• Comparable readmission rates found for inpatient and outpatient TJA

    Patients undergoing outpatient total joint arthroplasty had readmission rates, number of emergency room visits and patient satisfaction outcomes comparable patients who underwent inpatient procedures, according to a presenter at the American Academy of Orthopaedic Surgeons Annual Meeting.

    “There has been a recent demand in outpatient total joint arthroplasty [TJA] stemming from better protocols, pain management and physical therapy,” Walter B. Beaver Jr., MD, medical director at OrthoCarolina in Charlotte, N.C., said. “The big question is, are there safety concerns with outpatient TJA? And more recently, there are concerns about penalties for readmission.”

    According to Beaver and his colleagues, under the Patient Care and Affordability Act, Medicare is focusing on 30-day readmission rates for certain diagnoses and is penalizing hospitals financially for readmissions in this timeframe. “In 2015, [CMS is] probably going to include total hip and total knee arthroplasty in the penalties for readmission, and the penalties may be a maximum of 3%,” Beaver said.

    Study inclusion criteria

    Beaver and his colleagues sought to determine whether outpatient or inpatient TJA influenced hospital readmission rates during the 30-day postoperative period. They completed telephone surveys with 235 patients, including 137 outpatients and 98 inpatients who underwent TJA at the same institution between September 2010 and May 2011. One surgeon performed all of the outpatient TJAs, and two surgeons who performed the inpatient TJAs, which included hospital stays with a minimum of 2 days.

    Criteria for outpatient TJA included a body mass index of less than 40 kg/m2 and no active cardiopulmonary issues, sleep apnea, or history of deep venous thrombosis or pulmonary embolus. Patients also had to live less than 1 hour from the hospital and have good family support.

    Readmission rates were 5.7% for inpatient TJA vs. 10.1% for outpatient TJA. “At our cohort size, there was no statistical significance seen,” Beaver said.

    When researchers included emergency room visits with readmissions, 6.7% of inpatients and 12.4% of outpatients required unplanned medical care after hospital discharge; again, according to Beaver, this difference was not statistically significant.

    Readmission rates

    Researchers observed no statistically significant differences between the two groups for readmission during the first 4 postoperative days or when stratified by joint: In the inpatient group, seven total knee arthroplasty (TKA) patients and no total hip arthroplasty (THA) patients were readmitted during the 30-day postoperative period, and in the outpatient group, 16 TKA patients and one THA patient were readmitted.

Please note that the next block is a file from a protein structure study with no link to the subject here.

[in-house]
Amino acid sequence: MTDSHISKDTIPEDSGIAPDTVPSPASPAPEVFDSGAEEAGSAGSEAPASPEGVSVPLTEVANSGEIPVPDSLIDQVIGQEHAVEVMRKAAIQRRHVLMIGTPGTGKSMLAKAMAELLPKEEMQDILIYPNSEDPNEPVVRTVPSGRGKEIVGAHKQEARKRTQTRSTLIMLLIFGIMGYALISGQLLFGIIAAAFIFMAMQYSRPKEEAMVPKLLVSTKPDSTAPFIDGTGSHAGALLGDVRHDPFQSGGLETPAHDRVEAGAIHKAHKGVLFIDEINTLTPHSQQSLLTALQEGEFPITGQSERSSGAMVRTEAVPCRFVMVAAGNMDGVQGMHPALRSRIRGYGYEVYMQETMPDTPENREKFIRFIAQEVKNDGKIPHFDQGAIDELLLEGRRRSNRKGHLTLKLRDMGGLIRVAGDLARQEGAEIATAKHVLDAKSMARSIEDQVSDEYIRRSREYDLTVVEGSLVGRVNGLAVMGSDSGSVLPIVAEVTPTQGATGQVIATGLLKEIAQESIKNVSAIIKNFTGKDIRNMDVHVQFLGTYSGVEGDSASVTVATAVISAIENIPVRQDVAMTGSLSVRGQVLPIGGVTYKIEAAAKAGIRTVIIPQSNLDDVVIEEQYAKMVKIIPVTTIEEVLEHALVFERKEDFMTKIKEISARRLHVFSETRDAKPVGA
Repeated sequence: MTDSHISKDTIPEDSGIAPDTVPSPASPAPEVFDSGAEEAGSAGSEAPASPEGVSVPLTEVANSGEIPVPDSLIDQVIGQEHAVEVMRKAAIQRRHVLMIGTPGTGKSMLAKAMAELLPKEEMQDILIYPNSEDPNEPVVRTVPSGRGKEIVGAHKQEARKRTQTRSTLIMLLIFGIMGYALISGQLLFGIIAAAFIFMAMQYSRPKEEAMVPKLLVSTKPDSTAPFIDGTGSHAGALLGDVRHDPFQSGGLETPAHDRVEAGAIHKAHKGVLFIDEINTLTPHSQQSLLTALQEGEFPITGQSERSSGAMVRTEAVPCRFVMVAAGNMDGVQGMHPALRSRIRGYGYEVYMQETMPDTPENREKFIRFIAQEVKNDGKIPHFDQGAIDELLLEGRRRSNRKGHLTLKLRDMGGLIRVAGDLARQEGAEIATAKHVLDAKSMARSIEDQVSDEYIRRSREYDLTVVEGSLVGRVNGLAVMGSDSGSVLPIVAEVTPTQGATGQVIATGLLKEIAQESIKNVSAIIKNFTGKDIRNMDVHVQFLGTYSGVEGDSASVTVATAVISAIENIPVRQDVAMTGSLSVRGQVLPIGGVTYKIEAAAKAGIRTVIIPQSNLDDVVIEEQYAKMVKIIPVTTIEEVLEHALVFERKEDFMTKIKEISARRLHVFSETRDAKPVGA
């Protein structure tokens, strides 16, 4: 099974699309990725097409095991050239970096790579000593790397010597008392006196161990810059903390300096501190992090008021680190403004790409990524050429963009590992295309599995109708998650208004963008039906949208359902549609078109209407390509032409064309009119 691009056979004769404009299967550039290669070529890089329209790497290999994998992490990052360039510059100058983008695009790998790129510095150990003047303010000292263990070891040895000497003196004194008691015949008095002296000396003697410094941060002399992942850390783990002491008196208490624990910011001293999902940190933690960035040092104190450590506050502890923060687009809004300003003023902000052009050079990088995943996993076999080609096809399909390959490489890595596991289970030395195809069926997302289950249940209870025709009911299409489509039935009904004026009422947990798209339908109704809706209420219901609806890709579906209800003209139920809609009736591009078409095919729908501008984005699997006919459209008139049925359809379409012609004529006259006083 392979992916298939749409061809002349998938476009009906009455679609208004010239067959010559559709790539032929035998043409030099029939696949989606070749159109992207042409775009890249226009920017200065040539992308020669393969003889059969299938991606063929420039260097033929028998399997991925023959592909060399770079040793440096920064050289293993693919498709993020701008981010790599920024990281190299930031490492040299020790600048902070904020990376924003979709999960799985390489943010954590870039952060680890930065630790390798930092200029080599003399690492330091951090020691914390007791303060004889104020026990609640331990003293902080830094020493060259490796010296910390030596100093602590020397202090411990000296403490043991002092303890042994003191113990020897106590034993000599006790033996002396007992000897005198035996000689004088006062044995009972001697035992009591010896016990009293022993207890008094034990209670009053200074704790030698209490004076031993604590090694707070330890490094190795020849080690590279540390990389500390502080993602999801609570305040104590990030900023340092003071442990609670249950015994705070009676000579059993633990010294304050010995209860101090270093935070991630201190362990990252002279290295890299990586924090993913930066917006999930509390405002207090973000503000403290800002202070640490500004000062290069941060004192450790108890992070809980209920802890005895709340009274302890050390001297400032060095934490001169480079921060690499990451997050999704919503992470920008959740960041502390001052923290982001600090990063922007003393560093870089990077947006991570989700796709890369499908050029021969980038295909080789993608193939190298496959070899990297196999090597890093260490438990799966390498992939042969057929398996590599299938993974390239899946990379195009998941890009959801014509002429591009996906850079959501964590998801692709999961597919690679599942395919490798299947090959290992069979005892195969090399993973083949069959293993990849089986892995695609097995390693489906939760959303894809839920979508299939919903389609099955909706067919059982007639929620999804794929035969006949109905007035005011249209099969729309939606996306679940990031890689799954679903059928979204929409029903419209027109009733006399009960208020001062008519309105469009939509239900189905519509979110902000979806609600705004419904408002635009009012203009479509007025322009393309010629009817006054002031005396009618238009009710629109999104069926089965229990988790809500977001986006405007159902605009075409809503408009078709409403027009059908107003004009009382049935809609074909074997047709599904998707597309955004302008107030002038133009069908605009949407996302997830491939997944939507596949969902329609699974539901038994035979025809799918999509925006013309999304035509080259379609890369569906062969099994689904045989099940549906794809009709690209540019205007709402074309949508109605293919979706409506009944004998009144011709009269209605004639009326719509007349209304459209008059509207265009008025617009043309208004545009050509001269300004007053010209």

Both patient groups reported high patient satisfaction, with no statistically significant difference between the two groups.

    “There was no statistical difference when looking at 30-day hospital readmission rate and patient satisfaction,” Beaver said. “However, there was a higher readmission rate for the outpatient surgery group, which was clinically meaningful. This may have financial implications due to higher readmission rates for the outpatient group. Implications could affect bundled payments in the future, and this is especially true for total knee arthroplasty.”

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  • Hepatitis C infection did not affect outcomes after total hip arthroplasty

    Clinical and patient-reported outcomes following total hip arthroplasty in patients with chronic hepatitis C were comparable to outcomes of patients without the infection at a mean 6-year follow-up, according to a presenter at the American Academy of Orthopaedic Surgeons Annual Meeting.

    “Hepatitis C can affect approximately 3% of orthopedic patients, many of whom undergo total joint arthroplasty,” said Samik Banerjee, MBBS, MS, MRCS (Glasg), of the Department of Orthopaedic Surgery and Center for Joint Preservation and Replacement at the Rubin Institute for Advanced Orthopedics and Sinai Hospital of Baltimore. “However, there has been a paucity of reports on the outcomes of primary total hip arthroplasty in patients with hepatitis C.”

    Similar implant survivorship

    Banerjee and his colleagues compared the clinical and patient-reported outcomes of 49 patients (54 hips) who underwent primary total hip arthroplasty (THA) to a matched cohort of 148 THAs in patients without hepatitis C. All patients underwent THA during 2002 to 2011. Patients with hepatitis C included 10 women and 39 men who had a mean age of 57 years. Mean follow-up was 6 years, and the underlying cause of hip disease was end-stage osteoarthritis in 49 hips and avascular necrosis in five. Patients were matched according to age, gender, body mass index, cause of hip disease and mean follow-up duration.

    Overall implant survivorship was statistically similar between the groups: 98% in the patients with hepatitis C and 98.5% in the matched control group. “The hepatitis C group had one aseptic revision, while the matched cohort had two revisions during this period,” Banerjee said during his presentation.

    Researchers also found no difference between the groups in the postoperative Harris hip score, with an improvement to a mean of 89 points in the patients with hepatitis C and an improvement to a mean of 90 points in the comparison group.